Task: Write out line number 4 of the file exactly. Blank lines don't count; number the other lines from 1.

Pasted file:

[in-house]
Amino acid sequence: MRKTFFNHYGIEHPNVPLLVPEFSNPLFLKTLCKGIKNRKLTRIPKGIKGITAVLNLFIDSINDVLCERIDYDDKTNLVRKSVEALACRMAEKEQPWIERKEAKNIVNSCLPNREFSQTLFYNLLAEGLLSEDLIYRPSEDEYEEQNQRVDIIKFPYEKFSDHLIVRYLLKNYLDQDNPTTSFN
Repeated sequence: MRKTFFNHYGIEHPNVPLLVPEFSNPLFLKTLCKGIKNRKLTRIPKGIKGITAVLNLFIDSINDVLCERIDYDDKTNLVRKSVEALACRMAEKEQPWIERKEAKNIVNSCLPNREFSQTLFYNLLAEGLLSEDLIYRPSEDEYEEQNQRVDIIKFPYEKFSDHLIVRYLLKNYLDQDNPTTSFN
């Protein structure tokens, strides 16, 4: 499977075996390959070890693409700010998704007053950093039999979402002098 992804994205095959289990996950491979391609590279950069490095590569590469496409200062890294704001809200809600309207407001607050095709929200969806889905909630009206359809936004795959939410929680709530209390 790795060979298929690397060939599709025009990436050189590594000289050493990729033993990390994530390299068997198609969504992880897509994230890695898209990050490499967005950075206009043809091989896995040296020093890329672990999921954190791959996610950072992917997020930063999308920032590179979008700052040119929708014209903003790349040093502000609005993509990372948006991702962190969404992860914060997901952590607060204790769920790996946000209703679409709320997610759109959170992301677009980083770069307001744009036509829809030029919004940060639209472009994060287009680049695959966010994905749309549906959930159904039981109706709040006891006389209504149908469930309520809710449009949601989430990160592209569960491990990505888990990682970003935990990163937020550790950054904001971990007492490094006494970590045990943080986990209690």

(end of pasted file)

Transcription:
């Protein structure tokens, strides 16, 4: 499977075996390959070890693409700010998704007053950093039999979402002098 992804994205095959289990996950491979391609590279950069490095590569590469496409200062890294704001809200809600309207407001607050095709929200969806889905909630009206359809936004795959939410929680709530209390 790795060979298929690397060939599709025009990436050189590594000289050493990729033993990390994530390299068997198609969504992880897509994230890695898209990050490499967005950075206009043809091989896995040296020093890329672990999921954190791959996610950072992917997020930063999308920032590179979008700052040119929708014209903003790349040093502000609005993509990372948006991702962190969404992860914060997901952590607060204790769920790996946000209703679409709320997610759109959170992301677009980083770069307001744009036509829809030029919004940060639209472009994060287009680049695959966010994905749309549906959930159904039981109706709040006891006389209504149908469930309520809710449009949601989430990160592209569960491990990505888990990682970003935990990163937020550790950054904001971990007492490094006494970590045990943080986990209690």